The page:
Last night’s lesson with Alexander is quite fun, depending on how you look a it. We started with a Rengo game (pair Go game) where Alexander and myself is one pair while two 6 dans formed the other pair. Rengo is a lot of fun to play although I seldom play it. The way it works is each player in the pair will take turn to move on the board but they cannot talk to each other. So the partners will have to understand why the other partner plays the move and try to synchronize the strategy.
By using Rengo to teach me, Alexander forced me to think like how he thinks. When he makes a move, I will have to anticipate the follow up moves. A lot of pressure on me but I find this way of learning refreshing. I had a bad game from the beginning because of two joseki that I was unfamiliar with and thus let our opponent got a big lead in the beginning, despite Alexander’s efforts to salvage the situation and I almost always destroys what he tries to do ;-) Towards the mid game, we launched a fight and according to Alexander, the game became close again but then I lost on time. Just not enough time to think. So the game ended. So many people came to watch our game and the remarks they made is really not very nice. But anyways, it is a good way to learn.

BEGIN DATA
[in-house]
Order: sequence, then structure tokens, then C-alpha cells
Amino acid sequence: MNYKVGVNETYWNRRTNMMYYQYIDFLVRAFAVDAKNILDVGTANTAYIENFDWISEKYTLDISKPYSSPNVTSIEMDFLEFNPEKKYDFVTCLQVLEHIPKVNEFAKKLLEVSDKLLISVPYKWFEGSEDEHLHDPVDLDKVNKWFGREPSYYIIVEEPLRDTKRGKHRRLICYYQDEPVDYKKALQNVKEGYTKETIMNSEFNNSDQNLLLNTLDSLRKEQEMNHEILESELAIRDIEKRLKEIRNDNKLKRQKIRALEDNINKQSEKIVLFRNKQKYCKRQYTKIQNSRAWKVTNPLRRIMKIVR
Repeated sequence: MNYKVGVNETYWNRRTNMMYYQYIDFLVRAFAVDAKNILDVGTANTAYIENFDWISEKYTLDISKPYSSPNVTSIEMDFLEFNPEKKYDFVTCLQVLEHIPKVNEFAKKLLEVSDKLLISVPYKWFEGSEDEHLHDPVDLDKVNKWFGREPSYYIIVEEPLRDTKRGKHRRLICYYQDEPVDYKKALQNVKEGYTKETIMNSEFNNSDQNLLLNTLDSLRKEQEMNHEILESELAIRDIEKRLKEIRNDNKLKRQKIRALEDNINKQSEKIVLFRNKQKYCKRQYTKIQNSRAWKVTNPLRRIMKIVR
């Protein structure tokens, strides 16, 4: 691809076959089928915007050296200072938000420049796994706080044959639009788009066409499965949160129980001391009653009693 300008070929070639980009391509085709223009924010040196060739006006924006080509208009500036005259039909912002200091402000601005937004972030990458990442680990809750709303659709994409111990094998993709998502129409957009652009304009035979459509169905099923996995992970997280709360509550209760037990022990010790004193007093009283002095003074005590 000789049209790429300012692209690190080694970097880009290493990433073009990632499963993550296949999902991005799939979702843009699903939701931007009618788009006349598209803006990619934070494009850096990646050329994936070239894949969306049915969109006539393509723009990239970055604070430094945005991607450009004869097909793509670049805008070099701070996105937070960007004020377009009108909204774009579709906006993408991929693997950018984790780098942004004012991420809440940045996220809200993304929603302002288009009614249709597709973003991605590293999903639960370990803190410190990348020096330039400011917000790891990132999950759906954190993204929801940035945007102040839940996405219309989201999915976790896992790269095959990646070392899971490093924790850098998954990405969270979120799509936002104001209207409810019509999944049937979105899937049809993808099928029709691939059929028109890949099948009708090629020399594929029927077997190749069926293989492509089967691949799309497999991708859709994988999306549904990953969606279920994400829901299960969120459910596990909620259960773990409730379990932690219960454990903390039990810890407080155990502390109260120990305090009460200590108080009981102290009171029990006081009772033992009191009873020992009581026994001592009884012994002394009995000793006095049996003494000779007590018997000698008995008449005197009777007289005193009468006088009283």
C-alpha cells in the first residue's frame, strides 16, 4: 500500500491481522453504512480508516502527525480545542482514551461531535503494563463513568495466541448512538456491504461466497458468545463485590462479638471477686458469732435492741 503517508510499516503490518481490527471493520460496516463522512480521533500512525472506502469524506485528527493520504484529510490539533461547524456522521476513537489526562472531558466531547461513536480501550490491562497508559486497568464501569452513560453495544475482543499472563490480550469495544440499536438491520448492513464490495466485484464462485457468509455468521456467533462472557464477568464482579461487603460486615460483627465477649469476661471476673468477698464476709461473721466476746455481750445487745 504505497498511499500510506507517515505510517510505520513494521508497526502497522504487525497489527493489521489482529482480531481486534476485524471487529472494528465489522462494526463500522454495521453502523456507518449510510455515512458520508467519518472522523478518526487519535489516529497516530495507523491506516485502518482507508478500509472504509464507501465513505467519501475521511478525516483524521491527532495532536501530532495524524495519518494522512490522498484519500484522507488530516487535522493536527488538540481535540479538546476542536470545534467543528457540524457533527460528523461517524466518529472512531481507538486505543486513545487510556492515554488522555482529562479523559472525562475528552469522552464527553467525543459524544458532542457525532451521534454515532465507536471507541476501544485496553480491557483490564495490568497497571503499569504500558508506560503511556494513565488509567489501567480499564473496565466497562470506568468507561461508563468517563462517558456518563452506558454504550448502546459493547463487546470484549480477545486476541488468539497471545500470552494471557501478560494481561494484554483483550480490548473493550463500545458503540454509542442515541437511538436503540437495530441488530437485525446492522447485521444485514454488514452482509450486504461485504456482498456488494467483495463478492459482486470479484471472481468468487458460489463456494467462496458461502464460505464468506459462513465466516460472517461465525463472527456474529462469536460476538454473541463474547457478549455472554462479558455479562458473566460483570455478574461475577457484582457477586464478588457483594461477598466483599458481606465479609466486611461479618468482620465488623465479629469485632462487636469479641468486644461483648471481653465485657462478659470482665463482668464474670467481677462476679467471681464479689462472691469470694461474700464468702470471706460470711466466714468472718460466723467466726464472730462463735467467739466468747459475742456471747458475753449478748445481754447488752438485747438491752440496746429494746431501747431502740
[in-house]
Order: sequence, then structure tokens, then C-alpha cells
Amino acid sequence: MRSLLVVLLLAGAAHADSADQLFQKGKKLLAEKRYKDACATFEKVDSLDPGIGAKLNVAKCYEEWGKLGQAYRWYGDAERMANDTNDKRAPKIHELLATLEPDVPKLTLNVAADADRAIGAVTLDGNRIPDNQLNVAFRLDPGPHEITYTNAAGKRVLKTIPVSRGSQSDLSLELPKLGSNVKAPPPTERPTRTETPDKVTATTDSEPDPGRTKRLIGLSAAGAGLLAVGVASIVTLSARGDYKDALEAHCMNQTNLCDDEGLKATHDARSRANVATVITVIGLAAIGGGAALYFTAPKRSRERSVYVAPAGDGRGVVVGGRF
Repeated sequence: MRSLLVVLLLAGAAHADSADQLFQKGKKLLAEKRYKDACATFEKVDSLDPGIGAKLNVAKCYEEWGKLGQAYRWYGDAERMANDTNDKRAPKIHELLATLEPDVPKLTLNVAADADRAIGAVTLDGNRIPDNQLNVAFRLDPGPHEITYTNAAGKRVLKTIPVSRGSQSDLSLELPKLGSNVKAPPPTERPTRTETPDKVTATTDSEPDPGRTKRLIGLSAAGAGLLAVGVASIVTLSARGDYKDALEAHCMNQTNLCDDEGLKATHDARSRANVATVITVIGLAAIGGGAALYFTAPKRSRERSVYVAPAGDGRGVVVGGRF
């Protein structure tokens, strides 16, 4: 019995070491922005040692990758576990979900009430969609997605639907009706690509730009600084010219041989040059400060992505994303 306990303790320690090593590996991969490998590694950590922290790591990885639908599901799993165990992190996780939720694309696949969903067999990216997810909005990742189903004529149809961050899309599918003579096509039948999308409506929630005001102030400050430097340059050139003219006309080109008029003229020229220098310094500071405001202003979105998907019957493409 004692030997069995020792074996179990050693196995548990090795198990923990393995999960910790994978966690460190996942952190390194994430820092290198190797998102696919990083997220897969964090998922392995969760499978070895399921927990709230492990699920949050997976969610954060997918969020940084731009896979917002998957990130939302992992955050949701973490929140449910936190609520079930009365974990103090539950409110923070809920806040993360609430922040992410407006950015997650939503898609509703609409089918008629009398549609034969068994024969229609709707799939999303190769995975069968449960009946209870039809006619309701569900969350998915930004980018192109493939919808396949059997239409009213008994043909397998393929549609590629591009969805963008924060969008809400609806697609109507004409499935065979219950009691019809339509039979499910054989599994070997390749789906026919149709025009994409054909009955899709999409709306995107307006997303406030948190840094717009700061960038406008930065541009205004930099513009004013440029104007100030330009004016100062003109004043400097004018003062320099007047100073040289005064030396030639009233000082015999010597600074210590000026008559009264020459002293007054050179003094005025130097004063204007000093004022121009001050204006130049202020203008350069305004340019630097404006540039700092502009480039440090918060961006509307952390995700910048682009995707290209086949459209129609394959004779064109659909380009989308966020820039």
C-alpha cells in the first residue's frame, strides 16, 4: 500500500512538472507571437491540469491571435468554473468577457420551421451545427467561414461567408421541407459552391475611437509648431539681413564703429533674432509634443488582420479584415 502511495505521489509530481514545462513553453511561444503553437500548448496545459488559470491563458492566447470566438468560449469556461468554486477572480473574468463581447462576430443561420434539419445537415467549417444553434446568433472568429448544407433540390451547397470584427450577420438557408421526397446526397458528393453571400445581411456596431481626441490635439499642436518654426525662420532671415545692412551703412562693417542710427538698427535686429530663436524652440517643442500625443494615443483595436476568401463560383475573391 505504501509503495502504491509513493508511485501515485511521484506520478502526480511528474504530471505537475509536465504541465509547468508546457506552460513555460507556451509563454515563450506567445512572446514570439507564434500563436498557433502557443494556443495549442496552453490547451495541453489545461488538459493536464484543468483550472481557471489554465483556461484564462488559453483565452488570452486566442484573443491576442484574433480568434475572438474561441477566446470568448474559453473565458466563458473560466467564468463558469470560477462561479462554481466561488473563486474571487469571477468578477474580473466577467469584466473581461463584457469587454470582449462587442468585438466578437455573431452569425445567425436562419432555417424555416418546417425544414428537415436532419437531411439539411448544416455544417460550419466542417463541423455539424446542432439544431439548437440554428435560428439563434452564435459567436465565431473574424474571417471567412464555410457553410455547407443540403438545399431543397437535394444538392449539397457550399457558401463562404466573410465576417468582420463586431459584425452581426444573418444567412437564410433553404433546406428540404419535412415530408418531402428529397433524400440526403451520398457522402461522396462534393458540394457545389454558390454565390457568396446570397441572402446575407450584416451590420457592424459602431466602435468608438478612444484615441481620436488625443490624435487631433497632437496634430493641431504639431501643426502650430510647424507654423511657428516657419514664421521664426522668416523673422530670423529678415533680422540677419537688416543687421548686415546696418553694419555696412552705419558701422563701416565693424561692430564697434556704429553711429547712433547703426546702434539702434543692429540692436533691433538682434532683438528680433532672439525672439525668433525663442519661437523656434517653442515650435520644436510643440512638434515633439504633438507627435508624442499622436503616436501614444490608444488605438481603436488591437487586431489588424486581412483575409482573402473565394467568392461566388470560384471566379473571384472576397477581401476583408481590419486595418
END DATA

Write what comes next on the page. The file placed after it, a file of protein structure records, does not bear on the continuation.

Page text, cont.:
After that, we reviewed the game in private since it is a private lesson. I learned one new joseki and its variations and one joseki trick that our opponent used on me and I answered wrongly, and thus lost a whole corner. Both joseki revolves around the Hoshi point. It is amazing the number of variations that the Hoshi points has. I have never really appreciated Hoshi josekis and put a lot of time and effort concentrating on Komoku josekis only but last night was a real eye opener.
One of my big problem is when the opponent plays a move that I am not familiar with, I don’t seem to have the ability to know how to play so as to not to fall into a disadvantage. I think I simply cannot visualise the end result and cannot compare the individual end results and assess the result, whether it is good for me or not. Normally, how I should think is this: if I play a certain move, I have to anticipate the end results, and then I play another variation and anticipate its end results, and then decide which one is better. But this is easier said than done. First of all, my reading skills sucks, so the “variation” that I think is a variation becomes really bad because I will miss some of the tactical sequences. Secondly, I don’t seem to be able to hold the end result image in my mind and thus unable to compare. Even if I can, it takes an enormous amount of time for me to do that and my opponent begins to yawn. Thirdly, it seems that I really do not have the ability to judge what is good and what is bad, and therefore, after the analysis in my mind, I thought that the end result is good for me and thus I play accordingly but it turned out that the end result is really bad.
So, there goes my second lesson. Next week Friday, another one.